Sir James Dyson, Britain’s most famous living inventor, says money is not his motivation. “I manufacture products where I’ve developed the technology and designed the whole product, and that’s the kick I get from it,” he says at the Dyson company headquarters in Malmesbury, south-west England. “My belief is that if I do that well, everything else will follow.”
Innovative engineering combined with cool design is the hallmark of the Dyson brand. Over the past quarter of a century this has transformed everyday appliances, from vacuum cleaners to air purifiers and hairdryers, into stylish products associated with superior performance — and high price tags.
The upshot is that Sir James controls a business that turns over £3.5bn a year and reaches into homes in some 80 countries. This has built his status as a British success story — one who has also become an outspoken figure on topics such as the EU, Brexit and education.
The entrepreneur’s boldness was on show last September when his company unveiled arguably its most ambitious endeavour yet: a £2bn project to design and construct from scratch a “radically different” electric car.
It is a high-stakes wager that could prove Sir James’ crowning achievement. Yet the venture is fraught with pitfalls in a fiercely competitive industry. “It’s bold for somebody who’s never been in automotive,” says Lord Kumar Bhattacharyya, an industrialist and educator who first met Sir James in the mid-1990s. “That takes a lot of guts and imagination.”
The car has been merely the most eye-catching development during what Sir James describes as the biggest year of change in the company’s history. Expansion is under way as Dyson delves deeper into frontier technologies, including robotics, battery storage and artificial intelligence.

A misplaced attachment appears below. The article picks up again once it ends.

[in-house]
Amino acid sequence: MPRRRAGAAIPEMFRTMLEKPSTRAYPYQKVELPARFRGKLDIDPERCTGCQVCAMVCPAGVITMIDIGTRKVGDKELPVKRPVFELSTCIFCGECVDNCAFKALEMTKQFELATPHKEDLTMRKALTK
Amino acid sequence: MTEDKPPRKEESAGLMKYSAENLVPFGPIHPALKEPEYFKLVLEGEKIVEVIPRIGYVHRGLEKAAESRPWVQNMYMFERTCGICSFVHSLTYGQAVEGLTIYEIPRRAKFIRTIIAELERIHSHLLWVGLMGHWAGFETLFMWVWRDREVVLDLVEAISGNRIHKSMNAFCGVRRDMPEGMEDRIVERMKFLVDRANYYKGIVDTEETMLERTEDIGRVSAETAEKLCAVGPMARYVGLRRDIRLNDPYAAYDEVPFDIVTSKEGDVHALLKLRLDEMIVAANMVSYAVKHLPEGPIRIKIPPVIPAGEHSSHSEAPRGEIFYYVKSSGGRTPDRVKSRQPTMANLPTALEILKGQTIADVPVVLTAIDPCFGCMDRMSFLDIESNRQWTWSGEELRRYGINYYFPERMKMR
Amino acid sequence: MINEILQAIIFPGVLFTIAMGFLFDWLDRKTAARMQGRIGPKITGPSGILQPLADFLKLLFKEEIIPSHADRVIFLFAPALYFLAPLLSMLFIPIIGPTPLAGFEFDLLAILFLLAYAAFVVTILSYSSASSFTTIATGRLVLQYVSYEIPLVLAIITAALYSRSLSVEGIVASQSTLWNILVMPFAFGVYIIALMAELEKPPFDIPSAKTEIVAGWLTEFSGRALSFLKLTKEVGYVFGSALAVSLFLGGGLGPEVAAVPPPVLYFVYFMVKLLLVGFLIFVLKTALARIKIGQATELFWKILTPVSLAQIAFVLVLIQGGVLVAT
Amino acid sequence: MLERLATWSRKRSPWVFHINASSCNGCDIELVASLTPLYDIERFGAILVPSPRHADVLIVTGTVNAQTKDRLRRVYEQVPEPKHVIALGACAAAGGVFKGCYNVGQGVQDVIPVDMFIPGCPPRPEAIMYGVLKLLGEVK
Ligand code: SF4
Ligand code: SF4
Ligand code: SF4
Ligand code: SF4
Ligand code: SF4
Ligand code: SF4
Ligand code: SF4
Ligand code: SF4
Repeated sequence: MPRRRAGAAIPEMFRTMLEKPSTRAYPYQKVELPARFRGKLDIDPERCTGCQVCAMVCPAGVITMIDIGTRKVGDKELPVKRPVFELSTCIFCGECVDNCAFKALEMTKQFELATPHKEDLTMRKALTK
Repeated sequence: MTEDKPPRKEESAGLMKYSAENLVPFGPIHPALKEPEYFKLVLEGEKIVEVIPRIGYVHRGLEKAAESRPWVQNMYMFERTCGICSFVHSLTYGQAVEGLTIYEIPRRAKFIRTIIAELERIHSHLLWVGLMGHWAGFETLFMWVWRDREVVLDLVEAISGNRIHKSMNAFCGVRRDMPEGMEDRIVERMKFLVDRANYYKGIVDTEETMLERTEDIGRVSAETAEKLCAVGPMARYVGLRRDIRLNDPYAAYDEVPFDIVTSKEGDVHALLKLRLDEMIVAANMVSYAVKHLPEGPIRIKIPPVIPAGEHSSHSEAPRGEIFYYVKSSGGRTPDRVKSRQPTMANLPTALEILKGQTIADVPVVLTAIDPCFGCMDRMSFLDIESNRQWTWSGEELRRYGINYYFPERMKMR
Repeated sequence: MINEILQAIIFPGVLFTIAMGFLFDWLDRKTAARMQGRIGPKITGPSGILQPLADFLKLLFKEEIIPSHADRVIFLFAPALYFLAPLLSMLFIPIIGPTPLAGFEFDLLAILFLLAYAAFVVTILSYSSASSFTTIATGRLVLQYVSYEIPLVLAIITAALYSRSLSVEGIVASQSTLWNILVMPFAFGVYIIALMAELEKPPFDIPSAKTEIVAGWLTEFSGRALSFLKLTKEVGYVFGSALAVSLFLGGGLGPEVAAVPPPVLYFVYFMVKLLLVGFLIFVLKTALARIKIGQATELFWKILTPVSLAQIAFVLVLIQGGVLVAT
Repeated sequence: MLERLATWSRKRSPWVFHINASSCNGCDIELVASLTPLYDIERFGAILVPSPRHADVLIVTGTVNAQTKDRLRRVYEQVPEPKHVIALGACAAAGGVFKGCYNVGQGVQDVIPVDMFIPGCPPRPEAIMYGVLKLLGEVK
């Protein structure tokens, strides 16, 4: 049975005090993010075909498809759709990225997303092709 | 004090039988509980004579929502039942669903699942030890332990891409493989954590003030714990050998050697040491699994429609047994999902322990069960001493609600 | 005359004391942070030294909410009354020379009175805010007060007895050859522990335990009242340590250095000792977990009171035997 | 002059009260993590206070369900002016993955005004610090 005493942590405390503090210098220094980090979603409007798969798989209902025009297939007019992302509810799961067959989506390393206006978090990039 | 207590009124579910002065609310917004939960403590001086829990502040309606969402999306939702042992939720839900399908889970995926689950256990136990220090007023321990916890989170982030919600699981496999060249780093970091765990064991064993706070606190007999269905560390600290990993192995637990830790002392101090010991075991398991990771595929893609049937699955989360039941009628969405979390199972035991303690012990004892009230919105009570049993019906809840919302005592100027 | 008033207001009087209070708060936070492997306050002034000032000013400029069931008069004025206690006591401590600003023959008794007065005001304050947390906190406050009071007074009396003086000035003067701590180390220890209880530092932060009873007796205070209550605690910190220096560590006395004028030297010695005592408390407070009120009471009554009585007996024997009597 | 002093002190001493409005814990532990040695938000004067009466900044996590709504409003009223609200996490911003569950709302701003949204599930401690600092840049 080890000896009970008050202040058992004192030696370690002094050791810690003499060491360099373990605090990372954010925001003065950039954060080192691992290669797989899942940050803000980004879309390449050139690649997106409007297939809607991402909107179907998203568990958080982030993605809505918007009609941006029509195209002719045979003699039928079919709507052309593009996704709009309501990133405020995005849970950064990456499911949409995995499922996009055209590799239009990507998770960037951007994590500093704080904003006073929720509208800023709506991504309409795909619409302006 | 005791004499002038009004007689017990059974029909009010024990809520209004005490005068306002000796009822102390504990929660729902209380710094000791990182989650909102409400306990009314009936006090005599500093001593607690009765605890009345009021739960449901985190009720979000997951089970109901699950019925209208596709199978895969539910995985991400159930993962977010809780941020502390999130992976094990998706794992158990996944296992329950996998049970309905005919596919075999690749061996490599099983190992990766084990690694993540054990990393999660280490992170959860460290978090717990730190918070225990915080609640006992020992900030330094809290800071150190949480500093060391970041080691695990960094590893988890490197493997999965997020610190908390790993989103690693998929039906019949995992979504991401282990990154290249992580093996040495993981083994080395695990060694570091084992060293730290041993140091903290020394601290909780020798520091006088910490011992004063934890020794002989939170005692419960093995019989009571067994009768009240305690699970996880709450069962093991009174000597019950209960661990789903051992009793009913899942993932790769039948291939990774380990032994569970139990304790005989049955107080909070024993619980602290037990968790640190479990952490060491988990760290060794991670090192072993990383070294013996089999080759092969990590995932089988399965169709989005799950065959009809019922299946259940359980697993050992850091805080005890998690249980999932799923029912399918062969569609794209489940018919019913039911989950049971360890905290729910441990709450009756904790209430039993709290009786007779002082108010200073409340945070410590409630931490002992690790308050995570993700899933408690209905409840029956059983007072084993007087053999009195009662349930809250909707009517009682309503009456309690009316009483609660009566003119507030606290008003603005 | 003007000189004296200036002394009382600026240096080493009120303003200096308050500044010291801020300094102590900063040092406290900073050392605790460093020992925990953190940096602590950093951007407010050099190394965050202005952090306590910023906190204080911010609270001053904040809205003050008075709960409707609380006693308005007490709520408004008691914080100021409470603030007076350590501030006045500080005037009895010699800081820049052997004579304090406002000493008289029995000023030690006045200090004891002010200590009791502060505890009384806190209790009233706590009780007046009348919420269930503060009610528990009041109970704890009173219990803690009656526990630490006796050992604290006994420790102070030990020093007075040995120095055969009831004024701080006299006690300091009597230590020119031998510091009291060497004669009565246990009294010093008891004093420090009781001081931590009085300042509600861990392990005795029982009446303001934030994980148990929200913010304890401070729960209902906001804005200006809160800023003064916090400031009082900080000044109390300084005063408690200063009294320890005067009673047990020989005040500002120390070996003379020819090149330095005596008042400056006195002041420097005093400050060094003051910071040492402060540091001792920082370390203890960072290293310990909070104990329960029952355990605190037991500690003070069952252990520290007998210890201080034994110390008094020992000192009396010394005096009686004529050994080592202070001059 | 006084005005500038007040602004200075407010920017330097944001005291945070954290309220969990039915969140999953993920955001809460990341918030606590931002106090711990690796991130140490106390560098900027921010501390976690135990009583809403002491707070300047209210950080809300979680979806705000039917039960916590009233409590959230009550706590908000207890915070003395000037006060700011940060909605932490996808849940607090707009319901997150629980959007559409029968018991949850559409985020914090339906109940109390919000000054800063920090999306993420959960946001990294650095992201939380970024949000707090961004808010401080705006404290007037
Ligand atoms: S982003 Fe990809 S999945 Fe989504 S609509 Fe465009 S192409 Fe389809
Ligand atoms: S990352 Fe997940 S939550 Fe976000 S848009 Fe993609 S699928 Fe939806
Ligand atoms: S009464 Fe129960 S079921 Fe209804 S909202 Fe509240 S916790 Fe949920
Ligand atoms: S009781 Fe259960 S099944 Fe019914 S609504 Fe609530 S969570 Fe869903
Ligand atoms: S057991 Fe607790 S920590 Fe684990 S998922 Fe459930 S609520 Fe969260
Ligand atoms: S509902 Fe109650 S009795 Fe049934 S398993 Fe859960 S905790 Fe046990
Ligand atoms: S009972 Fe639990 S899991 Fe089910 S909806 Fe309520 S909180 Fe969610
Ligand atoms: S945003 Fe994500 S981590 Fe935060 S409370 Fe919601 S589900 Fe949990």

In 2017, the company welcomed the first intake of students at its Dyson Institute of Engineering and Technology, located at its headquarters. This higher education establishment will train the company’s next generation of engineers, in partnership with the Warwick Manufacturing Group, chaired by Bhattacharyya, part of the University of Warwick.
When asked about Dyson’s greatest achievement over the past decade, Sir James — aged 70 and dressed in a zip-up shirt, chinos and white trainers — says he had “never thought of that” before but soon finds an answer: “From being a company that produced vacuum cleaners, we’ve turned ourselves into a technology company.”
He gives the example of the minuscule but powerful electric motor, controlled by electronics and algorithms, that has been used in many Dyson devices since 2009. Although the fundamental principle had long been deployed in industrial “brushless” motors, the innovation was to shrink the motor for domestic appliances — similar to how Dyson adapted the cyclonic principle in its cleaners to separate dirt from air.
“They’re probably the most advanced production electronic motors in the world and certainly by far the fastest,” he says. “But those sorts of technologies can take some time to get there.”
Sir James is one of the few well-known business figures who advocated a vote to leave the EU in the 2016 referendum. Was this not in contrast with his former enthusiasm for the EU, including support for the UK adopting the euro? Sir James brushes this off as “a long, long time ago, in the mid-’90s”.
“As we expanded more and more globally, I realised Europe was a bad thing, not a good thing, for us,” he says. Dyson has “expanded heavily in China” and Asia-Pacific has become by far its biggest region. “We’ve expanded in Europe, but Europe is a shrinking part of the world for us and I would suggest for everybody.”
Is some of this down to the EU’s energy-efficiency labels, given Dyson has mounted a legal challenge against them? Sir James regards this as an area ripe for post-Brexit reform, saying regulations favour German manufacturers and that laboratory tests for ratings do not reflect real use in the home. “They don’t encourage innovation — in fact, quite the reverse.”
To read the FT’s piece on EFT Adviser Sir James Dyson in full, click here.